Servant leadership is leadership the right way —a better way of being a manager and part of organizational life. Servant leadership will produce fulfilling emotional, psychological, and spiritual rewards for everyone involved. It will enhance productivity, encourage creativity, and benefit the bottom line.
In The Servant Leader, top-selling author, former Fortune 500 executive, and business consultant James A. Autry shows you how to remain true to the servant leadership model when handling day-to-day and long-term management situations. You'll learn how to manage with respect and honesty and how to empower employees to achieve new levels of satisfaction. Plus, you'll learn why servant leadership can be the guiding light to becoming the kind of leader and person you want to be. You'll discover how to:
·Maintain your spriritual focus while dealing with such challenging issues as firing, harassment, substance abuse, and performance problems
·Provide guidance during conflict and crisis
·Assure your continued growth and progress as a leader
·Train managers in the principles of servant leadership
·Transform a company with morale problems into a great place to work
Real leadership begins on the inside with your own commmitment to inspire the best in others. But it's one thing to make the commitment; it's quite another to develop the skills to make that happen. If you are an executive, a manager, or someone who aspires to be in a leadership role, you will find the servant leadership philosophy to be a valuable, refreshing, and rewarding approach to leading others and to business life.
"This is an awesome book. James Autry's gift is that he brings lofty ideals down to earth with general illustrations that make them easy to understand and apply. I highly recommend it!"
—Jack Canfield, coauthor, Chicken Soup for the Soul at Work
" The Servant Leader illuminates a clear path to personal, spiritual, and material actualization, which, in return, creates an infinite circle of prosperity."
—Tom Gould, retired chairman and CEO, Younkers, Inc.
"Quite simply, this is an extraordinary book. It is a classic already and the first truly great leadership book of the new century."
—John Noble, director, Greenleaf Center, UK
" The Servant Leader is really the best field guide I've seen for helping managers transform themselves into true leaders."
—Doug Greene, CEO, New Hope Group
"Servant leadership is key to surviving and thriving in the twenty-first century. Let both Jim Autry and his book, The servant Leader, be your guide."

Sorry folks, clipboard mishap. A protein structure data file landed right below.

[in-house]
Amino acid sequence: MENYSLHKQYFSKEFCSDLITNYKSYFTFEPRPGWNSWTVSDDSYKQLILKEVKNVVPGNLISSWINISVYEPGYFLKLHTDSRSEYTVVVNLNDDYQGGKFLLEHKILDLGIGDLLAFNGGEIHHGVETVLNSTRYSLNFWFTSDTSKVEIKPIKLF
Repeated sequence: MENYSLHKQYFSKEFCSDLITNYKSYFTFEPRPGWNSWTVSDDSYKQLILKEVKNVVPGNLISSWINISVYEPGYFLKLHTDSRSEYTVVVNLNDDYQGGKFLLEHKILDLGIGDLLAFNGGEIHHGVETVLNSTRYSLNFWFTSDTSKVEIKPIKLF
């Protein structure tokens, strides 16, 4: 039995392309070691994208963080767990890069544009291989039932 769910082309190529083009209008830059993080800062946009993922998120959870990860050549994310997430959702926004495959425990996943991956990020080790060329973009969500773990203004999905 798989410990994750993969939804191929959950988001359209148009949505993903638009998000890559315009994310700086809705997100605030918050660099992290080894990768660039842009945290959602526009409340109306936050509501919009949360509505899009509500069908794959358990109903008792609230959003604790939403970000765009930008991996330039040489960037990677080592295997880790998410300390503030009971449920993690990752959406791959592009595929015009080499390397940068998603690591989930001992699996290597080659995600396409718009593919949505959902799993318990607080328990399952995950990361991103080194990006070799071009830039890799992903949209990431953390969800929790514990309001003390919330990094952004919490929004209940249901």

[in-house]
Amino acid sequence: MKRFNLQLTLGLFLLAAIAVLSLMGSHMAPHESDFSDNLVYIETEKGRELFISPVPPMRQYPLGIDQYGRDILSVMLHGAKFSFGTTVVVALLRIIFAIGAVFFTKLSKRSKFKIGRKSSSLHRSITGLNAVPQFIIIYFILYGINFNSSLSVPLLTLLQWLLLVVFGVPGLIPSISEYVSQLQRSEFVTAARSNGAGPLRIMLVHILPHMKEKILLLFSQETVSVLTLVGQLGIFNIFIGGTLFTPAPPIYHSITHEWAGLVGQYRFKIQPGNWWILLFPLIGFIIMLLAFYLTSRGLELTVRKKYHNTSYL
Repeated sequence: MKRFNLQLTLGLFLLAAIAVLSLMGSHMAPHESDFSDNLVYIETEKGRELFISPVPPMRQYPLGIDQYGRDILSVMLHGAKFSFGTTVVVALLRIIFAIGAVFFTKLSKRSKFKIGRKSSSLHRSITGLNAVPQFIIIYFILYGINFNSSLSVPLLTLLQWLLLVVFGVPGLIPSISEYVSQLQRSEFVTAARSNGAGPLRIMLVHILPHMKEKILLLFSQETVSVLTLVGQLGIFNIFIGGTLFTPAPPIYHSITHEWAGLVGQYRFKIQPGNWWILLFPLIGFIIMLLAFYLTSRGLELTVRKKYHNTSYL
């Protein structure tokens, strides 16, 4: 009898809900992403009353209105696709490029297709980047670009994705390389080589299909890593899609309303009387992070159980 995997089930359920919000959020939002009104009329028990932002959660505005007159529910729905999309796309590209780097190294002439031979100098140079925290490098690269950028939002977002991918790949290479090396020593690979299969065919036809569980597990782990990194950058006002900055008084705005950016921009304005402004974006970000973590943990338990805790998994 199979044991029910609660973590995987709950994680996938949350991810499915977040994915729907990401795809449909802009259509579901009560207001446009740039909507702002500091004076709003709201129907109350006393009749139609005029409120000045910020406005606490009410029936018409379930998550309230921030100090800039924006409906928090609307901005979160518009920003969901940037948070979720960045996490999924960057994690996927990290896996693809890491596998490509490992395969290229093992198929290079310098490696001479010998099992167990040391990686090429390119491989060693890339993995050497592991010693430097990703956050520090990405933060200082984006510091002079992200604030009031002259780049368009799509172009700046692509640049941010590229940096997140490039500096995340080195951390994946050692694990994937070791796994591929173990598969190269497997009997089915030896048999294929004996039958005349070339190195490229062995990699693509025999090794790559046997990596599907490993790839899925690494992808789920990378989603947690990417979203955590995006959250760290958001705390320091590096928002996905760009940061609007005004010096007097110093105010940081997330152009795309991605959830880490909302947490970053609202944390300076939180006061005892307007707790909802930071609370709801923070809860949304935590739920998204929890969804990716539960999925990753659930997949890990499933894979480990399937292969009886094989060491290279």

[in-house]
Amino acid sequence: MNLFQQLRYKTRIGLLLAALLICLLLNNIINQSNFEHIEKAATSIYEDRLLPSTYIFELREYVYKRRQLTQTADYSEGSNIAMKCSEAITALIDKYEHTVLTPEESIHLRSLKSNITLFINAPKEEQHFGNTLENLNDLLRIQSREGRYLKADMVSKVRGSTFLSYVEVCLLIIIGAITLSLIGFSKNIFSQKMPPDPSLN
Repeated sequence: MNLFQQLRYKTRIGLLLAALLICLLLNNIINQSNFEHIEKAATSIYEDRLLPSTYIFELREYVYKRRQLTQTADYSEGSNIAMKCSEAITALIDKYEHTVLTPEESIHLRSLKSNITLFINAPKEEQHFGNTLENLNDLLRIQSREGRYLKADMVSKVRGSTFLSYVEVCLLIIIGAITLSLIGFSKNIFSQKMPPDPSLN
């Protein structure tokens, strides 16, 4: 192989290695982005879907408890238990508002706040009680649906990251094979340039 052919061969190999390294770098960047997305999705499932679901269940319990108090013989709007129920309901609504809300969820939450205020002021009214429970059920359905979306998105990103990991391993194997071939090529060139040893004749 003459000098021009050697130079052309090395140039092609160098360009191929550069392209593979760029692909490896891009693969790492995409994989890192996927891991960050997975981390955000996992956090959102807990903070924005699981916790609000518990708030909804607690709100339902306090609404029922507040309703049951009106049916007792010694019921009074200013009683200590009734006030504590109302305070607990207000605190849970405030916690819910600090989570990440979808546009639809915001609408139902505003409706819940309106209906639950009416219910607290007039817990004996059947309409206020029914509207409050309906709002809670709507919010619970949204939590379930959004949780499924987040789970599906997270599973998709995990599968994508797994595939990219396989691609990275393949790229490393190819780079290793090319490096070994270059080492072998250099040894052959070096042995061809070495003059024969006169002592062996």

—Ken Blanchard, coauthor, The One Minute Manager
From the Hardcover edition.
See more like this in our Religion eBooks section
Share your thoughts on the The Servant Leader Religion eBook with others!
|Title of Religion eBook: The Servant Leader|
|Release Date: 12-18-2007|
|Allowed Countries (hover)|
|Publisher: Crown Publishing Group|
This eBook download is available in the following formats:
|Parent title||The Servant Leader|
|Devices||Samsung Tablet, Apple Ipad & Iphone, Barnes & Noble Nook, Kobo eReader, Aluratek Libre, Iliad, Nokia, Blackberry, Hanlin|
|Note||ePub, short for electronic publication is one of our favorites and should be yours for a couple of reasons. ePub offers reflowable text giving you flexibility to manipulate how the content is presented. Moreover, lots of cool features are now being developed for the reader like advanced video and audio. ePub is now an industry standard, so all of the "non-propreitary" hardware manufacturers are now supporting it.|
The Servant Leader
Chapter One:Characteristics of the Leader as Servant
In the caine mutiny, the vivid and complex World War II novel, Herman Wouk describes a destroyer as "a master plan designed by geniuses for execution by idiots." Wouk's description is a mite cynical and perhaps overstated, but until very recently-fifteen or twenty years or so-our organizational systems were just that. They were designed to display in graphic form-organization charts, flowcharts, timetables, and immutable plans—how we were to operate our organizations and manage our people. Just follow those master plans and rules and—presto—our organizations would run. Geniuses dreamed up these systems with the assumption that any average person would be able to plug in and do a reasonably good job without risking a collapse of the organization.
And it made our jobs easier. But something happened. One, we discovered that it wasn't really working. Two, if it had ever worked, then our organizations outgrew it and, to top it off, the world of work changed so radically that the old rules could no longer apply.
In the midst of these changes came a flurry of responses—everything from Total Quality Management (TQM) to Reengineering to the Learning Organization. Changes did take place, yet in the workplace there still seems to be overwork, frustration, discontent, and, in many places, a general malaise bordering on serious morale problems.
Yet unemployment is low, and people are generally better off economically than they were before. So what's missing? I submit that what has been missing is a deeper connection with our work, a connection that transcends position and power and mo